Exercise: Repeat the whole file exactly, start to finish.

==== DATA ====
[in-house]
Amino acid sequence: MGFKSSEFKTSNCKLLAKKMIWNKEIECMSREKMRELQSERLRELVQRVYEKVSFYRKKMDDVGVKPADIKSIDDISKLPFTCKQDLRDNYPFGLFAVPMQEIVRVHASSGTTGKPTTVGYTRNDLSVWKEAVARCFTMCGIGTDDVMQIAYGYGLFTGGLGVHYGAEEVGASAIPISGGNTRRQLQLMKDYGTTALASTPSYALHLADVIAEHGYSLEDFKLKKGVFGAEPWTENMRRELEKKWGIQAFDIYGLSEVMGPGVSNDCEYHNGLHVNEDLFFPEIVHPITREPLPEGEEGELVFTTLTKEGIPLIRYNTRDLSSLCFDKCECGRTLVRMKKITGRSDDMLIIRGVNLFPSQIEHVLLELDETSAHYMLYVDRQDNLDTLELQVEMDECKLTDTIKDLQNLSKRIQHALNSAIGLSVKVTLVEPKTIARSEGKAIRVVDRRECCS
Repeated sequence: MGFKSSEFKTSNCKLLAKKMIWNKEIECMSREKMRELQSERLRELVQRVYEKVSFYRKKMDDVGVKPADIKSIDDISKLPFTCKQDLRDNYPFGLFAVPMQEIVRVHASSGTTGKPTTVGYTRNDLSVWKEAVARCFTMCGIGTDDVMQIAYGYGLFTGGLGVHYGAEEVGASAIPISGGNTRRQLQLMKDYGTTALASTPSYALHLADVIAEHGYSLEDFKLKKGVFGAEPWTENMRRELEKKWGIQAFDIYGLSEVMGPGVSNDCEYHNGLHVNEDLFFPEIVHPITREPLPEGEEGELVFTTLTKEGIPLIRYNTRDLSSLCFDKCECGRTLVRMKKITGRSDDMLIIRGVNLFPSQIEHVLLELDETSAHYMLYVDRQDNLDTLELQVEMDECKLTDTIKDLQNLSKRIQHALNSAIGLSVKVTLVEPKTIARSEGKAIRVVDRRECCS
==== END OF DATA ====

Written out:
[in-house]
Amino acid sequence: MGFKSSEFKTSNCKLLAKKMIWNKEIECMSREKMRELQSERLRELVQRVYEKVSFYRKKMDDVGVKPADIKSIDDISKLPFTCKQDLRDNYPFGLFAVPMQEIVRVHASSGTTGKPTTVGYTRNDLSVWKEAVARCFTMCGIGTDDVMQIAYGYGLFTGGLGVHYGAEEVGASAIPISGGNTRRQLQLMKDYGTTALASTPSYALHLADVIAEHGYSLEDFKLKKGVFGAEPWTENMRRELEKKWGIQAFDIYGLSEVMGPGVSNDCEYHNGLHVNEDLFFPEIVHPITREPLPEGEEGELVFTTLTKEGIPLIRYNTRDLSSLCFDKCECGRTLVRMKKITGRSDDMLIIRGVNLFPSQIEHVLLELDETSAHYMLYVDRQDNLDTLELQVEMDECKLTDTIKDLQNLSKRIQHALNSAIGLSVKVTLVEPKTIARSEGKAIRVVDRRECCS
Repeated sequence: MGFKSSEFKTSNCKLLAKKMIWNKEIECMSREKMRELQSERLRELVQRVYEKVSFYRKKMDDVGVKPADIKSIDDISKLPFTCKQDLRDNYPFGLFAVPMQEIVRVHASSGTTGKPTTVGYTRNDLSVWKEAVARCFTMCGIGTDDVMQIAYGYGLFTGGLGVHYGAEEVGASAIPISGGNTRRQLQLMKDYGTTALASTPSYALHLADVIAEHGYSLEDFKLKKGVFGAEPWTENMRRELEKKWGIQAFDIYGLSEVMGPGVSNDCEYHNGLHVNEDLFFPEIVHPITREPLPEGEEGELVFTTLTKEGIPLIRYNTRDLSSLCFDKCECGRTLVRMKKITGRSDDMLIIRGVNLFPSQIEHVLLELDETSAHYMLYVDRQDNLDTLELQVEMDECKLTDTIKDLQNLSKRIQHALNSAIGLSVKVTLVEPKTIARSEGKAIRVVDRRECCS